Early on, we learn to talk. And throughout life we’re quick to “have something to say,” and contribute to social interaction…with friends, colleagues, and even with strangers.
Storytelling, verbally presenting ideas and communicating information becomes second nature; a practiced skill that’s valuable in business and personal interaction. Some people take public speaking classes or polish their leadership and “podium persona” via a Toastmasters group.
But being quick to talk in healthcare can shortchange both the patient and the professional. Some communications studies have found that listening and healthcare are closely connected:
- Physicians interrupt the patient within 18 seconds
- The true reason for a patient visit is never elicited in three out of four patient interviews
- Doctors introduce themselves to patients on only one in four occasions
- Physician encounters are often rushed, empathy was absent, and time for questions was limited
- Conversationally, patients are rarely regarded as partners in their health care
Unlike speaking, the art of listening is often neglected as a deliberate endeavor.
Studies suggest that, although listening is our primary communications activity, most people are inefficient and ineffective listeners. In fact, the art of listening—really good listening—is nearly a lost art.
Successful physicians and business leaders use listening techniques to their advantage. It takes a deliberate effort to learn and practice the art of listening. Doctors and healthcare providers who pick up on the benefits of “listening first, and speaking second” are able to tap into a tool for improving patient-doctor interaction and the patient experience.
Improving your listening skills is a challenging exercise.
In any conversation, you might notice how you are mentally shaping a reply or response before the other person has finished speaking. Many of us do this habitually, and it takes self-awareness to recognize and change the habit. Consider these tips for improving patient encounters and improving patient satisfaction:
- Avoid interruptions: Allow the speaker time, space and a calm, quiet environment.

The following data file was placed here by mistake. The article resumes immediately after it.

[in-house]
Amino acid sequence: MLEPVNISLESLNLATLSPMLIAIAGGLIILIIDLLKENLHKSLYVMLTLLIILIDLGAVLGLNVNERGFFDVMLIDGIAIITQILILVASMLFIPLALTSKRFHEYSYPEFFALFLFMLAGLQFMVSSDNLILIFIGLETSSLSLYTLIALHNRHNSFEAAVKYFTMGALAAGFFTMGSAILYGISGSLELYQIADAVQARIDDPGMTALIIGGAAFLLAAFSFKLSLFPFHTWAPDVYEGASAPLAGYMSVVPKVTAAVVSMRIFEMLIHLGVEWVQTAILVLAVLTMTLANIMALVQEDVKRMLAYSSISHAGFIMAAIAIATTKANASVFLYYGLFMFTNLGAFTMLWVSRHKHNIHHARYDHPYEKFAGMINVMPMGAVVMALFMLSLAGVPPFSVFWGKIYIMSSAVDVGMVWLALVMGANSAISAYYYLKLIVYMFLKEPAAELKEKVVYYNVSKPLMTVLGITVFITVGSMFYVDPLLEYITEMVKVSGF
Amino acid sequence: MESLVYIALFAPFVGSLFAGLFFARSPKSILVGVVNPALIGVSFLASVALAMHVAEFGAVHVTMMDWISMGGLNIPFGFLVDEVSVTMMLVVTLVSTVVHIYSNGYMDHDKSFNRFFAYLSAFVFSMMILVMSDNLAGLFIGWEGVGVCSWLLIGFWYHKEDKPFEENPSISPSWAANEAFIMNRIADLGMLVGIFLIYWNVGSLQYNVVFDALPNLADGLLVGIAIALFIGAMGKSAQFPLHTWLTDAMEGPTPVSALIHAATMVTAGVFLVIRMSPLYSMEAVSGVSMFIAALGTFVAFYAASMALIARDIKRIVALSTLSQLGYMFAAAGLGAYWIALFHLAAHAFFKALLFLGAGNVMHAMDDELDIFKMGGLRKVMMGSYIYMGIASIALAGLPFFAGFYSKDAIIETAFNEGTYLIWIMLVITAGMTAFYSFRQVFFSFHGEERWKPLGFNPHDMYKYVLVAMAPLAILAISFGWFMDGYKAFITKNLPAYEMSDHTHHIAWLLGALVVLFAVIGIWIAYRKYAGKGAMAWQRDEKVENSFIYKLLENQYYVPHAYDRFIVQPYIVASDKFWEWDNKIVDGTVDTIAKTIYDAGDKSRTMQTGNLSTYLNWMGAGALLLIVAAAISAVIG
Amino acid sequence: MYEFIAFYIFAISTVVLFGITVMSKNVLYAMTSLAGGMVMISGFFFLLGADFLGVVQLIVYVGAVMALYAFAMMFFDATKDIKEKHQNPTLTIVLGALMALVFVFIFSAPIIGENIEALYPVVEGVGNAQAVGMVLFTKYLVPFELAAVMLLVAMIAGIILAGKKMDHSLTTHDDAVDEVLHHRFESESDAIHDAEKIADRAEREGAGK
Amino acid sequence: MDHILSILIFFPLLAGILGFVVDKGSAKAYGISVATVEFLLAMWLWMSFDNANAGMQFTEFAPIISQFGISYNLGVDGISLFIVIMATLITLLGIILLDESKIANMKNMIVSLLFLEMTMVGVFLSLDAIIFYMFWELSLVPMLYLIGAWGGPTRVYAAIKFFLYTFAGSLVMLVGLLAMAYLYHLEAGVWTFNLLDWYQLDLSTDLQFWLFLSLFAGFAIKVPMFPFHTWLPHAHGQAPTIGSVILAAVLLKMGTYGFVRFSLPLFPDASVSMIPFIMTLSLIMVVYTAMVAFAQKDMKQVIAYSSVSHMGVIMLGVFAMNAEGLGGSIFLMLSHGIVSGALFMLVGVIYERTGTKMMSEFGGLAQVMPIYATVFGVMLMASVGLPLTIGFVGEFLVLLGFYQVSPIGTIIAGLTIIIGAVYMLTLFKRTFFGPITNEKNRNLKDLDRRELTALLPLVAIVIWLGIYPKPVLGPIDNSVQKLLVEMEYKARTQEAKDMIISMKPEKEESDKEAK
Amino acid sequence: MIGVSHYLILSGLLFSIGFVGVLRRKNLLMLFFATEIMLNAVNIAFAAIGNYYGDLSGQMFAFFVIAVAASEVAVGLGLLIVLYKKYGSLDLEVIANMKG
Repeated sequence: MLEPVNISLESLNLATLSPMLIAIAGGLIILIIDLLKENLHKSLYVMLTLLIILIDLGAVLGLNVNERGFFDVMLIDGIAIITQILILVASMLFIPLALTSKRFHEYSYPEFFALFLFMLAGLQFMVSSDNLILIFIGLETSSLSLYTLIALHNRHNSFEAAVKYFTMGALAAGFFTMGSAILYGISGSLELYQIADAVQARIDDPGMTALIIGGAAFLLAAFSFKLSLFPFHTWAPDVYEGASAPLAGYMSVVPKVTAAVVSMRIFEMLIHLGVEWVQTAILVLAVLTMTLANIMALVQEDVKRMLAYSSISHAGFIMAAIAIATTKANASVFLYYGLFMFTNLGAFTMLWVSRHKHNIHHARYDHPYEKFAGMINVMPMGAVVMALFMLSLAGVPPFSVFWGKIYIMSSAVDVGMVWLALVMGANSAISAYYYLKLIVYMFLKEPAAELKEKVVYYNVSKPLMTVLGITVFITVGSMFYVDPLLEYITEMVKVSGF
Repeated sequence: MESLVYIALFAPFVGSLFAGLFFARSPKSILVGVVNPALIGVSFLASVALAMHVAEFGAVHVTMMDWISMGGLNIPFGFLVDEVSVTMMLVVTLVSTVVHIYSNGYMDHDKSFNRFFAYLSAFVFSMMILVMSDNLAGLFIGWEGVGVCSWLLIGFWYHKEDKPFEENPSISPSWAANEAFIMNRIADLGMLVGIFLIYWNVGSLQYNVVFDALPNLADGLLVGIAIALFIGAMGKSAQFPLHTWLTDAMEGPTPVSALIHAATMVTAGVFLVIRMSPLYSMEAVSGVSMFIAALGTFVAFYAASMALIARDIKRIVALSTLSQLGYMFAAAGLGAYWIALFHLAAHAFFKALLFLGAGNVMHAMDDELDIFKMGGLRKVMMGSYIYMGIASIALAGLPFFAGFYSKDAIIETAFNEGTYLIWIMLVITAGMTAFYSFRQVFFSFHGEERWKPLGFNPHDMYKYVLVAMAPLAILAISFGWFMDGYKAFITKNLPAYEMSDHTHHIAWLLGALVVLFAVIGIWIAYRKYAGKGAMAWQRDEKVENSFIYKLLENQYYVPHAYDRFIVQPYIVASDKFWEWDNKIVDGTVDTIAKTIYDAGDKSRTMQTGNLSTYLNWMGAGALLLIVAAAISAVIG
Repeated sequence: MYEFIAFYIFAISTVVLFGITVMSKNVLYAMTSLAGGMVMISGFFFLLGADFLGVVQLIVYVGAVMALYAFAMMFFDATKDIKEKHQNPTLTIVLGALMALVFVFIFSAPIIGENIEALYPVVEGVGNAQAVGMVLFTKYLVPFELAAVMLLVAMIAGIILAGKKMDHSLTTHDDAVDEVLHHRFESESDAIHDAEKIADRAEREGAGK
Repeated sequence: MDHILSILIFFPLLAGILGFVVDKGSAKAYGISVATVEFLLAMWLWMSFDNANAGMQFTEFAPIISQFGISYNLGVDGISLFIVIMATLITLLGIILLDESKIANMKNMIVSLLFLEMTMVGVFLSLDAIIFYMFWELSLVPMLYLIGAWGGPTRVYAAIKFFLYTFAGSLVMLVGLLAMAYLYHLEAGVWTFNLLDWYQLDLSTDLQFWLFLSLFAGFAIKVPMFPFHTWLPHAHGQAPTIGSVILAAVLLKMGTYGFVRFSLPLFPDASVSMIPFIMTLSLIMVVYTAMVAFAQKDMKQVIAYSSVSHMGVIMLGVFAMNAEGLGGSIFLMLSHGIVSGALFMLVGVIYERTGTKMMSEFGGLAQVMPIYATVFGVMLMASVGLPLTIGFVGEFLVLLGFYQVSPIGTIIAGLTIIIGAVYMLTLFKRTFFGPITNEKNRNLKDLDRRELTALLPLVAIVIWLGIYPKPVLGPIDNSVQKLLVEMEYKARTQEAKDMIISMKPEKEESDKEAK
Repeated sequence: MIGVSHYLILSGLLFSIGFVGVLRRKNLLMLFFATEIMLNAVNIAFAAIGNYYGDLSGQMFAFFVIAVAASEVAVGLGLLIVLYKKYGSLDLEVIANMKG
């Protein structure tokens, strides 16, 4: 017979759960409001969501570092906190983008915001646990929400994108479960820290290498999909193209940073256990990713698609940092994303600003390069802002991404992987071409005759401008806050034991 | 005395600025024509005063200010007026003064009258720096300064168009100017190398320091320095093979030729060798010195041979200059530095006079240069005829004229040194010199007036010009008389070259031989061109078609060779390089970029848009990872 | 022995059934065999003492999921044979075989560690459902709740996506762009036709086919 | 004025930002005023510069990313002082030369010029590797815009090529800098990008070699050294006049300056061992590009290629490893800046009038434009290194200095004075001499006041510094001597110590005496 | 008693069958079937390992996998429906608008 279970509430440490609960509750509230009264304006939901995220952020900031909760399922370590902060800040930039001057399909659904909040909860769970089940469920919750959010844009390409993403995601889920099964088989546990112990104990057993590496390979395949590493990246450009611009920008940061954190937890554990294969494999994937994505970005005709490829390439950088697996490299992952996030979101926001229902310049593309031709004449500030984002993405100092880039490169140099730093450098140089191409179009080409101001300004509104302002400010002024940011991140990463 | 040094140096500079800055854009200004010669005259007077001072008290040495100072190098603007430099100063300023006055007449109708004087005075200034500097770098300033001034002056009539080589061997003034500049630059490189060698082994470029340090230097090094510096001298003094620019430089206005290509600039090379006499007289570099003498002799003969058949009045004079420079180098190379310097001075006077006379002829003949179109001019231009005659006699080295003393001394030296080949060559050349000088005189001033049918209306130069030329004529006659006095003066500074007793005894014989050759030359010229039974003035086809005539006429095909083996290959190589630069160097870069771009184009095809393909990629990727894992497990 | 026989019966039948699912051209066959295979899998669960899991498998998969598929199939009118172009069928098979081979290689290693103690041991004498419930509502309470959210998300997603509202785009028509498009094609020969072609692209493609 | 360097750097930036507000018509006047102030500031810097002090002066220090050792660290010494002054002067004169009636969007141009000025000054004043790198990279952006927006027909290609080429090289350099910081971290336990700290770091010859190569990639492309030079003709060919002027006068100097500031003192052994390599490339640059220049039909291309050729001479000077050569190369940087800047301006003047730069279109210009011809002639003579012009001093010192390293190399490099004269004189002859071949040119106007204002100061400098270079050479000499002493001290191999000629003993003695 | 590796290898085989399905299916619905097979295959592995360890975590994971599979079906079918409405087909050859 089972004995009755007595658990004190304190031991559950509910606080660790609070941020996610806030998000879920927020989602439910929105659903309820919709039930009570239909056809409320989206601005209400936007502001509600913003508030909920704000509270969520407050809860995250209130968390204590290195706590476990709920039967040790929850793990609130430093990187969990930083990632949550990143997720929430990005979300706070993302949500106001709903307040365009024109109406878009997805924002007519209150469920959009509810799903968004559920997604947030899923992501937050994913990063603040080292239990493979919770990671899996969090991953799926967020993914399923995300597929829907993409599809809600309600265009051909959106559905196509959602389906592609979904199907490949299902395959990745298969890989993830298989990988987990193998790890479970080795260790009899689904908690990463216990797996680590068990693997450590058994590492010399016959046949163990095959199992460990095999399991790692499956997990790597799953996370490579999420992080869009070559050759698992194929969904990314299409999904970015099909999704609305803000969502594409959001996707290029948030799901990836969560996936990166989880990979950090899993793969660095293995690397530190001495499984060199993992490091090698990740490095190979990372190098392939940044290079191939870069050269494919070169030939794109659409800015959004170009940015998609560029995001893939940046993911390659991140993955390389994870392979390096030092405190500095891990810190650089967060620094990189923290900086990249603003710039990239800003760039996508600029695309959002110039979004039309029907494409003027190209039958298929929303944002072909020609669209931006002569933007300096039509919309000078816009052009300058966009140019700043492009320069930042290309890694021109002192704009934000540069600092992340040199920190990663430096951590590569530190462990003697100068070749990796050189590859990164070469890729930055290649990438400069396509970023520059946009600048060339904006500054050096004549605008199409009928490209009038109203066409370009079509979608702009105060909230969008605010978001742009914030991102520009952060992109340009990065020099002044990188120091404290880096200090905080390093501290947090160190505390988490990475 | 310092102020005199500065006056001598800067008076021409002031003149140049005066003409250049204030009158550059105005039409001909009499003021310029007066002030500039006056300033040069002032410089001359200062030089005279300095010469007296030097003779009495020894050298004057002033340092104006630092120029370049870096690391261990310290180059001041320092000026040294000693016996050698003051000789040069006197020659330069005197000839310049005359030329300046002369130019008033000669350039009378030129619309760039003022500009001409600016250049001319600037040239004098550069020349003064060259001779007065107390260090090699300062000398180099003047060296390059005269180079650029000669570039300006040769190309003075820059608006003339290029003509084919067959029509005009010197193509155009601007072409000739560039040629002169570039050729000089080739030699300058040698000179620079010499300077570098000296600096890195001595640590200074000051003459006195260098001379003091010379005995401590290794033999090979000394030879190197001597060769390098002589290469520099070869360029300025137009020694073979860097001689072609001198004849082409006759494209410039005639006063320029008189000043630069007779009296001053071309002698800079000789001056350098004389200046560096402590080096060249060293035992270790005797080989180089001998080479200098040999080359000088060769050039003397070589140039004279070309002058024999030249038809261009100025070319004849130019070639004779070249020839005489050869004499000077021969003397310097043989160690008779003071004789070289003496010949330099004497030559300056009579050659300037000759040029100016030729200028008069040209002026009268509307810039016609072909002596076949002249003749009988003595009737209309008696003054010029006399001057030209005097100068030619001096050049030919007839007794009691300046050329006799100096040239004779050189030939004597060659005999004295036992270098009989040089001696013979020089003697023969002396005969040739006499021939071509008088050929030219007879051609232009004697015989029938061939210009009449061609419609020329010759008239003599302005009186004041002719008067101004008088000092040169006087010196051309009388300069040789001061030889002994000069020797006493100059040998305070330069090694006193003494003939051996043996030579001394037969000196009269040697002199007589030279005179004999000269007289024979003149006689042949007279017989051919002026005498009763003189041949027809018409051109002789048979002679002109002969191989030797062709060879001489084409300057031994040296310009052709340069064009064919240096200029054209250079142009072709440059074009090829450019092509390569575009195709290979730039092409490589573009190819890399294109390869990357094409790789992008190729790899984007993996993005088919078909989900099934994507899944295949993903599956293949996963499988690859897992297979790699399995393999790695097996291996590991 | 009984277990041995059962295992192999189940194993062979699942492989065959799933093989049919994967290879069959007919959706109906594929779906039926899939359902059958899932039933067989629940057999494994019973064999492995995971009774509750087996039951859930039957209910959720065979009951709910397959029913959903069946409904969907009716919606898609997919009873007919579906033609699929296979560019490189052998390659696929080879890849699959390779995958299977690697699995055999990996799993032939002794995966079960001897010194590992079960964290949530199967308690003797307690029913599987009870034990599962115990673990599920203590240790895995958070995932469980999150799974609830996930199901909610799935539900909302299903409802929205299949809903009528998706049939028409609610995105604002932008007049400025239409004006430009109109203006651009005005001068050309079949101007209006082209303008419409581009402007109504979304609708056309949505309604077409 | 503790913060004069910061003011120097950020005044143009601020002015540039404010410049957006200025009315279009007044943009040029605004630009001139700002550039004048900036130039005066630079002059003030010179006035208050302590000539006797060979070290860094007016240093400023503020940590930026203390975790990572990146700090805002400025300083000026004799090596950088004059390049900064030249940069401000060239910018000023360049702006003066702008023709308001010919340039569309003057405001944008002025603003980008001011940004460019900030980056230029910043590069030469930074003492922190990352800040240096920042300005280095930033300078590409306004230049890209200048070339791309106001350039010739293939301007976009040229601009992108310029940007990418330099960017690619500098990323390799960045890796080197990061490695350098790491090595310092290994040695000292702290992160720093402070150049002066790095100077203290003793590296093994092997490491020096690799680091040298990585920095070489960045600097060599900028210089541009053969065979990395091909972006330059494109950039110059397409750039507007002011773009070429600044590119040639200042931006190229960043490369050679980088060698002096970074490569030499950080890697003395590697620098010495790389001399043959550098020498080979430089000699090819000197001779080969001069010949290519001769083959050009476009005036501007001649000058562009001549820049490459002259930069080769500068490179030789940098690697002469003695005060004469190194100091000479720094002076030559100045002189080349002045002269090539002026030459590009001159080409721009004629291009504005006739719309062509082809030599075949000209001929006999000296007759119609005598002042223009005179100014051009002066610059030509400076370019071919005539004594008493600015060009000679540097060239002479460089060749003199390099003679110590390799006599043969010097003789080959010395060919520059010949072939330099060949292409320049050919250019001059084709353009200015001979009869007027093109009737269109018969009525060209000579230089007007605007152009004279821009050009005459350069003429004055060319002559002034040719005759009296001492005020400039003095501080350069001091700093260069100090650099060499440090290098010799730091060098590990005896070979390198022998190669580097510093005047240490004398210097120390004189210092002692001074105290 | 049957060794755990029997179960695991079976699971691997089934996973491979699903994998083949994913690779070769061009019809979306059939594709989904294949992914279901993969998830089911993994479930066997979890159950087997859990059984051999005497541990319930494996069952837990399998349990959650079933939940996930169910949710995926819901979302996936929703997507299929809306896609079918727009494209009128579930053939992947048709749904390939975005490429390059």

- Don’t judge the speaker: Pay attention to ideas or issues, not what’s said or how it’s being said.
- Don’t multi-task: Put down your pen, ignore the computer screen, dismiss thoughts of the previous or next patient and minimize distractions.
- Focus on the speaker: Make eye contact and respect their desire to tell you something that’s vitally important to them.
- Listen for what you don’t know: The speaker’s essential message could be disguised.
- Listen more and talk less: Arbitrarily allow the speaker 75 percent of the time available.
- Provide “active listening” feedback: Ask feed-back questions to restate or confirm that “what was said is what was heard.”
- Wait to shape a reply: Don’t think about your response before you hear what’s being said.
- Watch for non-verbal clues: More than half of communications is non-verbal. “Listen” for body language as well as spoken words and ideas.
The pay-off in positive patient experience and satisfaction…
Improved communications skills—and practiced listening in particular—can result in better patient care. Moreover, “being heard” demonstrates stronger sense of caring, engagement and rapport between patient and physician.
Listening is the most powerful form of acknowledgment, one that builds relationships and provides a feeling of acceptance. Listening is a way of saying, “You are important.”
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